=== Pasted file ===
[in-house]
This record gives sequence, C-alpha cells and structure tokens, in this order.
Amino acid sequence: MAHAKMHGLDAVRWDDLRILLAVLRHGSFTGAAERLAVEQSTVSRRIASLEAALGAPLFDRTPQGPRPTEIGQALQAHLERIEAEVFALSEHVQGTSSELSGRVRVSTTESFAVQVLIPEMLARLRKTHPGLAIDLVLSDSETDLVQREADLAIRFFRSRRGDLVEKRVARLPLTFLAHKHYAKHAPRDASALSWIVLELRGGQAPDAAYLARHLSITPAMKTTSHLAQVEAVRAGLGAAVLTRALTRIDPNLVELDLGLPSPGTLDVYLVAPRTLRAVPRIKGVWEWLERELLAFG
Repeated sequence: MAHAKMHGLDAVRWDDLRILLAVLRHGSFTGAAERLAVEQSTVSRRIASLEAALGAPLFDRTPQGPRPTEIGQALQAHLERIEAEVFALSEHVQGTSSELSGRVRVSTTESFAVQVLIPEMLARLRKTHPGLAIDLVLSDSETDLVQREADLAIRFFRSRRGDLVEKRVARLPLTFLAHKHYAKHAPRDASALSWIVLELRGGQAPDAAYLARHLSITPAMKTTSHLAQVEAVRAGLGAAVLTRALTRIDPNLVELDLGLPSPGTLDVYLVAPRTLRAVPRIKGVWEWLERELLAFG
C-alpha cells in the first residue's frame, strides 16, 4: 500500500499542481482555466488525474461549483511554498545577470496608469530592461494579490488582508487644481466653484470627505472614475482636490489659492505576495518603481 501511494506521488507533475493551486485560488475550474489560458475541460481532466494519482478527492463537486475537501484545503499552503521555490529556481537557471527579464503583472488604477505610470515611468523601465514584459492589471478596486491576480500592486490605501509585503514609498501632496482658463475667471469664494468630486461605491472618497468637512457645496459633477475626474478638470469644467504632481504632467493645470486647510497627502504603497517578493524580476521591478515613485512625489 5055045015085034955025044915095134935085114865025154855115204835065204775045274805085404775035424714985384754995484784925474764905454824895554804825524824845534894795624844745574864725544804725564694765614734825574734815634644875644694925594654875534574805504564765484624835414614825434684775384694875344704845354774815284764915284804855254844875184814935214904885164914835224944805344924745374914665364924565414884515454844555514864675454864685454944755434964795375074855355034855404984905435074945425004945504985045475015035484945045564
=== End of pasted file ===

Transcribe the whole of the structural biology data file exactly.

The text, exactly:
[in-house]
This record gives sequence, C-alpha cells and structure tokens, in this order.
Amino acid sequence: MAHAKMHGLDAVRWDDLRILLAVLRHGSFTGAAERLAVEQSTVSRRIASLEAALGAPLFDRTPQGPRPTEIGQALQAHLERIEAEVFALSEHVQGTSSELSGRVRVSTTESFAVQVLIPEMLARLRKTHPGLAIDLVLSDSETDLVQREADLAIRFFRSRRGDLVEKRVARLPLTFLAHKHYAKHAPRDASALSWIVLELRGGQAPDAAYLARHLSITPAMKTTSHLAQVEAVRAGLGAAVLTRALTRIDPNLVELDLGLPSPGTLDVYLVAPRTLRAVPRIKGVWEWLERELLAFG
Repeated sequence: MAHAKMHGLDAVRWDDLRILLAVLRHGSFTGAAERLAVEQSTVSRRIASLEAALGAPLFDRTPQGPRPTEIGQALQAHLERIEAEVFALSEHVQGTSSELSGRVRVSTTESFAVQVLIPEMLARLRKTHPGLAIDLVLSDSETDLVQREADLAIRFFRSRRGDLVEKRVARLPLTFLAHKHYAKHAPRDASALSWIVLELRGGQAPDAAYLARHLSITPAMKTTSHLAQVEAVRAGLGAAVLTRALTRIDPNLVELDLGLPSPGTLDVYLVAPRTLRAVPRIKGVWEWLERELLAFG
C-alpha cells in the first residue's frame, strides 16, 4: 500500500499542481482555466488525474461549483511554498545577470496608469530592461494579490488582508487644481466653484470627505472614475482636490489659492505576495518603481 501511494506521488507533475493551486485560488475550474489560458475541460481532466494519482478527492463537486475537501484545503499552503521555490529556481537557471527579464503583472488604477505610470515611468523601465514584459492589471478596486491576480500592486490605501509585503514609498501632496482658463475667471469664494468630486461605491472618497468637512457645496459633477475626474478638470469644467504632481504632467493645470486647510497627502504603497517578493524580476521591478515613485512625489 5055045015085034955025044915095134935085114865025154855115204835065204775045274805085404775035424714985384754995484784925474764905454824895554804825524824845534894795624844745574864725544804725564694765614734825574734815634644875644694925594654875534574805504564765484624835414614825434684775384694875344704845354774815284764915284804855254844875184814935214904885164914835224944805344924745374914665364924565414884515454844555514864675454864685454944755434964795375074855355034855404984905435074945425004945504985045475015035484945045564